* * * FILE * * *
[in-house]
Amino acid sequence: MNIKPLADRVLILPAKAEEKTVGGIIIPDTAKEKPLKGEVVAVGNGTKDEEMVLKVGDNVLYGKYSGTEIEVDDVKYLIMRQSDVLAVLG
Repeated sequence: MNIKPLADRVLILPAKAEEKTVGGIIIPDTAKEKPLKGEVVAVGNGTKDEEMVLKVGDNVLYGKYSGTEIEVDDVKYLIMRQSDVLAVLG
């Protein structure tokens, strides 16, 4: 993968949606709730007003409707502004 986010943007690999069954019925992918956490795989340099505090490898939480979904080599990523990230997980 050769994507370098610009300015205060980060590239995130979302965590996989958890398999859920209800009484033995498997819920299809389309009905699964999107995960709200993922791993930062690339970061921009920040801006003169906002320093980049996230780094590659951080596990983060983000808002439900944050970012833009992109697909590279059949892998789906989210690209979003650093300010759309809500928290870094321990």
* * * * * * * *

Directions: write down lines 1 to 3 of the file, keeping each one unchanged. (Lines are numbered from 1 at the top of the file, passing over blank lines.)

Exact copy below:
[in-house]
Amino acid sequence: MNIKPLADRVLILPAKAEEKTVGGIIIPDTAKEKPLKGEVVAVGNGTKDEEMVLKVGDNVLYGKYSGTEIEVDDVKYLIMRQSDVLAVLG
Repeated sequence: MNIKPLADRVLILPAKAEEKTVGGIIIPDTAKEKPLKGEVVAVGNGTKDEEMVLKVGDNVLYGKYSGTEIEVDDVKYLIMRQSDVLAVLG